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Have You Looked at Your Email Disclaimer Lately?

It has become routine for attorneys to include a disclaimer in their emails. But like anything else that becomes routine, some attorneys have lost track of the purpose of the disclaimer and could benefit from a little thought on improving its language and placement. If that’s you, take a look at your disclaimer and compare it to our sample.

Attorneys use email disclaimers for two main reasons:

  • To reinforce the confidential nature of an attorney-client communication when sending an email to a client; and
  • To guard against the creation of an attorney-client relationship with a potential client or other individual based on the information communicated in the email.

The purpose for using the disclaimer will determine the language to include. Review this sample disclaimer language and consider how it compares to what you’re using:



  1. DO NOT read, copy, or disseminate this communication unless you are the intended addressee. This email communication contains confidential and/or privileged information intended only for the addressee. Anyone who receives this email by error should treat it as confidential and is asked to call (collect) _ _[name of law firm]_ _ at _ _[phone number]_ _ or reply by email: _ _[law firm’s email address]_ _; or by fax: _ _[law firm’s fax no.]_ _.
  2. This email transmission may not be secure and may be illegally intercepted. Do not forward or disseminate this email to any third party. Unauthorized interception of this email is a violation of federal law.
  3. Any reliance on the information contained in this correspondence by someone who has not entered into a fee agreement with _ _[name of law firm]_ _ is taken at the reader’s own risk.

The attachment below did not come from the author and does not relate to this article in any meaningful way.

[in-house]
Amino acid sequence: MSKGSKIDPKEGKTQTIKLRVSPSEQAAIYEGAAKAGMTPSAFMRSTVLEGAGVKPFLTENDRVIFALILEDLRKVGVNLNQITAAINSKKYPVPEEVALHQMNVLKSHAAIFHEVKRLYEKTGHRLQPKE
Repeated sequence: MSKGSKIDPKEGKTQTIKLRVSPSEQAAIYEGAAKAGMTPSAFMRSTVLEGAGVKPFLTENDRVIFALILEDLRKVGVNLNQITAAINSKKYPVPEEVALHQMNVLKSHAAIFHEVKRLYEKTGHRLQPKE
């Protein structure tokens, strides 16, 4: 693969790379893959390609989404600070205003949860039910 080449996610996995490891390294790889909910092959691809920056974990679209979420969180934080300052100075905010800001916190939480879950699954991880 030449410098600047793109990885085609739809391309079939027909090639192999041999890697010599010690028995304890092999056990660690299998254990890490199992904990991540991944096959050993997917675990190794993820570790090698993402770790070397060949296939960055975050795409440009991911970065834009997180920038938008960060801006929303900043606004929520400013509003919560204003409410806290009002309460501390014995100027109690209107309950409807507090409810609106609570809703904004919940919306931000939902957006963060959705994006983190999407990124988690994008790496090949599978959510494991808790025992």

4. The attorneys of _ _[name of law firm]_ _ are licensed to practice law ONLY in California and do not intend to give advice to anyone on any legal matter not involving California law.

Where you place the disclaimer in your email can make all the difference as to whether it’s read. Many attorneys place it at the end of their emails, but this may not be ideal because the reader may not see it or may just stop reading once they’ve got the substance of your message. By contrast, inserting a disclaimer at the beginning of an email is often more effective because it precedes the content and alerts the reader that confidential information may follow and should be treated accordingly.

If it’s time to make changes to your disclaimer, hopefully this sample will help you craft one that meets your needs. Get many other sample forms to use in your practice in CEB’s California Client Communications Manual: Sample Letters and Forms.

© The Regents of the University of California, 2011. Unauthorized use and/or duplication of this material without express and written permission from this blog’s author and/or owner is strictly prohibited.

2 replies on “Have You Looked at Your Email Disclaimer Lately?”

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